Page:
Update: According to the latest reports, at least 84 people were killed in the attack in Nice, France, and over 180 are injured. Of the wounded, François Hollande, the president of France, said on Friday there are 50 victims “in between life and death." After an emergency meeting of French security and defense officials, Prime Minister Manuel Valls said: "Terrorism is a threat that weighs heavily upon France and will continue to weigh for a long time. We are facing a war that terrorism has brought to us." Among the victims, who were celebrating the French holiday of Bastille Day, were a number of tourists, including two Americans, Sean Copelend and his 11-year-old son, Brodie. To help victims of the Bastille Day attack, you can contribute to verified fundraisers or donate blood.
Earlier: As Americans, you and I were thousands of miles removed from the tragedy that struck Nice, France on Thursday evening. We did not personally know the 84 people who have been confirmed dead after a man drove a truck through a crowded promenade. However, this one photo of the Bastille attack will make you feel as though you did. The photo of a small girl's wrapped, lifeless body next to her doll illustrates the tragedy of senseless death and the cruel robbery of both life and innocence.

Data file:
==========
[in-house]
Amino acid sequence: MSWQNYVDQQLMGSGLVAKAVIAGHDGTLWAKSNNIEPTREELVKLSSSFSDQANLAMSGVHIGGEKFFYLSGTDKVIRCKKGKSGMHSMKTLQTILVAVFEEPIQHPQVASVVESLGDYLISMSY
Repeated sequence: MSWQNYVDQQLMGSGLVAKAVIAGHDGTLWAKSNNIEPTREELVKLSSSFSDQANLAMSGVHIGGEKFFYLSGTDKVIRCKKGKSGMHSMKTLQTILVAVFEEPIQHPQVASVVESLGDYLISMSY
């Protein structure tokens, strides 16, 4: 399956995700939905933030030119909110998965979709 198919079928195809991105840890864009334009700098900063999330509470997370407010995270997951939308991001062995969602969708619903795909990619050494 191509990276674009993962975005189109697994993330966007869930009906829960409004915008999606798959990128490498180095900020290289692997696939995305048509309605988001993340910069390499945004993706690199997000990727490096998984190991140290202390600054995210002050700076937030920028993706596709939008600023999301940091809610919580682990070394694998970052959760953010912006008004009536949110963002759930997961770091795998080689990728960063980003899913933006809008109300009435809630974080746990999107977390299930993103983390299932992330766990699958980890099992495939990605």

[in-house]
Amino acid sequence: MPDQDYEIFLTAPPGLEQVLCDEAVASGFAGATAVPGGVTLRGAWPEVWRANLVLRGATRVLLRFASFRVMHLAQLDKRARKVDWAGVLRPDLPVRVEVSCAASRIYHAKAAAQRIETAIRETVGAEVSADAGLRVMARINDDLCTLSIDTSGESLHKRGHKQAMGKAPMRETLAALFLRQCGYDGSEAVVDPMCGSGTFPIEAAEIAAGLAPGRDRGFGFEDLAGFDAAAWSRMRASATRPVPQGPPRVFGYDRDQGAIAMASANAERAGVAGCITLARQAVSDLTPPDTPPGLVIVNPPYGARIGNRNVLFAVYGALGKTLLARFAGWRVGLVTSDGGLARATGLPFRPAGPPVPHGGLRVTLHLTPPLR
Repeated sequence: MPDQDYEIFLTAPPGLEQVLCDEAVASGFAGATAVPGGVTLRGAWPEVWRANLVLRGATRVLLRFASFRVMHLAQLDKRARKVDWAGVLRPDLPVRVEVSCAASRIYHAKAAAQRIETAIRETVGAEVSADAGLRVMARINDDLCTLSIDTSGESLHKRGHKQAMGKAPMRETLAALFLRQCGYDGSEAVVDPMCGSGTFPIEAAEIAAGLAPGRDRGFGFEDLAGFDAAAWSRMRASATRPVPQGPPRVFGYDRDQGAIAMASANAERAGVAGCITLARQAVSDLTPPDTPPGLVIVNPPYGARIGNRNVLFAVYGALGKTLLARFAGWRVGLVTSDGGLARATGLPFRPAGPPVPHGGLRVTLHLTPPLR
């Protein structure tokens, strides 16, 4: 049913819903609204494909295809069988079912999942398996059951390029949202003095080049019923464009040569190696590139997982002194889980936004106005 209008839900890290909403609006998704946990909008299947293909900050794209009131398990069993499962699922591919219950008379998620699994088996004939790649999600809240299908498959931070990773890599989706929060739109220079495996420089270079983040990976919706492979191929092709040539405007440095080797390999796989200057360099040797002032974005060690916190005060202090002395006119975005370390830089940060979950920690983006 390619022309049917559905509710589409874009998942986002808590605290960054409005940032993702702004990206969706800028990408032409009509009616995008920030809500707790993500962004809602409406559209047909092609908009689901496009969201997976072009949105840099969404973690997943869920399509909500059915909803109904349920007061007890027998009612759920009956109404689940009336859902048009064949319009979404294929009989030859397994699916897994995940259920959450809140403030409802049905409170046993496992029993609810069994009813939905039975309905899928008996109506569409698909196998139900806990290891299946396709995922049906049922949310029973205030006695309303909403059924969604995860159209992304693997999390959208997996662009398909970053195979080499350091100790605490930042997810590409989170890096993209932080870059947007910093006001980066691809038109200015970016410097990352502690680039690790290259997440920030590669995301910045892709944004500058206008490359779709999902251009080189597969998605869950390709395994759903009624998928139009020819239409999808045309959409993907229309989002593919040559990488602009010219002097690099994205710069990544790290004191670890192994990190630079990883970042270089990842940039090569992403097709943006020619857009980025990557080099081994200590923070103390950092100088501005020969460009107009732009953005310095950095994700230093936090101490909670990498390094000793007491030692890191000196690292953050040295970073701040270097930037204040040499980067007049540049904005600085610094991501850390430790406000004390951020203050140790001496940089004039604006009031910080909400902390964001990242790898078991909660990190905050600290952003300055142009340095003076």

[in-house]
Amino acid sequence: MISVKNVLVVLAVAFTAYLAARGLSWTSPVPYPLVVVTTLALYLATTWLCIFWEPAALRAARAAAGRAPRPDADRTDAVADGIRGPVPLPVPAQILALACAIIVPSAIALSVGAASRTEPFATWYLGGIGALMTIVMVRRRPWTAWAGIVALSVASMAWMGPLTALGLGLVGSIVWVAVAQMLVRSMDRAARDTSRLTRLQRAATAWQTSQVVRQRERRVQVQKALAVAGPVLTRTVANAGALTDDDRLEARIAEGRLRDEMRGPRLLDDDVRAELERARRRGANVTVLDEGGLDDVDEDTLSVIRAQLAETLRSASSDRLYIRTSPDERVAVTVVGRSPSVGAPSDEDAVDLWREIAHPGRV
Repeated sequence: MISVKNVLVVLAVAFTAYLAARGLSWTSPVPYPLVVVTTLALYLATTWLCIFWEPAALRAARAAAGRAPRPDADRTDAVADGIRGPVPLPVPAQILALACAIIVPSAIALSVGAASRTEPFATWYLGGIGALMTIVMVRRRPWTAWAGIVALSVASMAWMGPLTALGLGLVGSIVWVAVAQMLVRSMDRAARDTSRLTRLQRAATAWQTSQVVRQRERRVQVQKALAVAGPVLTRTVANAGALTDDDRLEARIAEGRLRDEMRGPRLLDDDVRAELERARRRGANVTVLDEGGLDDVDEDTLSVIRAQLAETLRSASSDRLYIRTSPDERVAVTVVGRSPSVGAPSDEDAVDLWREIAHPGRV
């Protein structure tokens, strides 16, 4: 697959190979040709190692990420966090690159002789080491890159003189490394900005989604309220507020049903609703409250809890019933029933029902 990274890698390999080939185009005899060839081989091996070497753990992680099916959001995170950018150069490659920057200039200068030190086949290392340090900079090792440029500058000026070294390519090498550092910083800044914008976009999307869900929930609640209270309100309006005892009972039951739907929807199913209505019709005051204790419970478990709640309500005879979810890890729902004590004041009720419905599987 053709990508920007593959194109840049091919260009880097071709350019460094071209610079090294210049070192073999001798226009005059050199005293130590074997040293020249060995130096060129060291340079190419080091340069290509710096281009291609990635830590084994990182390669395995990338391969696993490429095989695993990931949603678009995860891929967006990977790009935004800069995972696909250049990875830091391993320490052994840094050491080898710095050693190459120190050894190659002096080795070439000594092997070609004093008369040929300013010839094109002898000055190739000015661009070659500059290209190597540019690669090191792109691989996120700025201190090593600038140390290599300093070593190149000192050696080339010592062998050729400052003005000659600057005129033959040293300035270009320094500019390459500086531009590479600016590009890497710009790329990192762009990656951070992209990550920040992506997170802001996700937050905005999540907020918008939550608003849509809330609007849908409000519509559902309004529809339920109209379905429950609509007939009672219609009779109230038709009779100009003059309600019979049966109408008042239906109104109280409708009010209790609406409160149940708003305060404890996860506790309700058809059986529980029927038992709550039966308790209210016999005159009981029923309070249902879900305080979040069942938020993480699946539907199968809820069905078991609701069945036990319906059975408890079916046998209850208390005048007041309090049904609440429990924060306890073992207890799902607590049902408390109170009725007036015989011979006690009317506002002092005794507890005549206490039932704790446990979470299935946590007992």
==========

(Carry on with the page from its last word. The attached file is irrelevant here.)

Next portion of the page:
Instead of being taken from a bird's eye view, the photo was taken from the ground and includes nothing except the girl and her doll. Whereas the pictures taken from helicopters show the extent of the tragedy by revealing dozens of bodies, this single photo, snapped by Reuters, reminds the world that each of those 84 victims had a life of their own and were loved by others. The victims aren't just numbers. They have names, goals, occupations, families, and friends. Essentially, they aren't unlike you and I, or anybody else for that matter. And that's something we all need to remember during these divisive, tense times: We must stand united as humans.
No family, friends, or police are present in the frame. By omitting any indication of the girl's past life — aside from the doll, which suggests she's very young — the photographer has made her relatable. She could have been your little sister, a girl you babysit, or your daughter. And based on snapshots of people walking through the street hand-in-hand, survivors realized this in one of the most startling and surreal ways possible. This next photo taken by Antoine Chauvel indicates an amazing outpouring of support and solidarity. The woman to the left is covered in blood, but still walking, prompting viewers to ponder the delicate nature of life itself.
In a statement following the attack, French president François Hollande stressed the fact that several of the victims were children. Outraged by the assault on innocent lives, he promised to continue military efforts in both Iraq and Syria and announced a three-month extension of the nation's state of emergency:
This is a monstrosity to use a truck to deliberately kill people, many people, who only came out to celebrate their national day. France is in tears, she is hurting but she is strong. She will be stronger.
In a media-frenzied world, it's easy to become desensitized to deaths and tragedies that occur beyond your own doorstep. Sometimes it takes poignant visual reminders to bring the world's bystanders back to reality.